Use cases for the Internet of Things have diversified quickly, but most applications are designed to achieve one (or more) of the following objectives: obtaining data for data-driven business decisions; having the capability to remotely control and monitor assets, such as digital signage or city lighting; and automating operations, such as a manufacturing production line.
Traditionally, the network infrastructure that supports business is focused on indoor switches, routers and access points. With the IoT revolution, often that’s the initial plumbing required to connect sensors, physical machines and wireless devices to the network. In recent years, companies have begun to expand the enterprise infrastructure and reach outside of the four walls of the business, leveraging IoT technology to work in new spaces that were previously unconnected — for example, with switches and routers hardened for outdoor environments connecting mobile devices back to business applications. Whether it’s controlling, monitoring or automation that’s needed, we’re no longer limited by building boundaries.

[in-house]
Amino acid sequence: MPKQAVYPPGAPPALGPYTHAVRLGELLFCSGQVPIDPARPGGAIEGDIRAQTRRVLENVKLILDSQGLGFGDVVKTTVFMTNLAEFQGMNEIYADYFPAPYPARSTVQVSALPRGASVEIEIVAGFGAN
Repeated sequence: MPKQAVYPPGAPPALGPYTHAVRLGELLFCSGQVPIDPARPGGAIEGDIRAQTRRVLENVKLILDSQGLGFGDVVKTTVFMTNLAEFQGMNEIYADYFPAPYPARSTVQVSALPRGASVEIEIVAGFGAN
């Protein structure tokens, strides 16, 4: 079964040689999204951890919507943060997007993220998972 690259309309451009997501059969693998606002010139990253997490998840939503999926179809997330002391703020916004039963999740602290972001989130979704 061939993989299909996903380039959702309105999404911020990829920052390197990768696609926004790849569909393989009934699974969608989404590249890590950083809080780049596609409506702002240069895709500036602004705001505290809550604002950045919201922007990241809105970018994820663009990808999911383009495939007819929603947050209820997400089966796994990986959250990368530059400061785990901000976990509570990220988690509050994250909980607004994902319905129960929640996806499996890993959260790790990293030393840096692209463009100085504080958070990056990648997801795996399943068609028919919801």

Advancing IoT yet again brings up three major challenges, and that’s where we’ll see a new wave of technological evolution.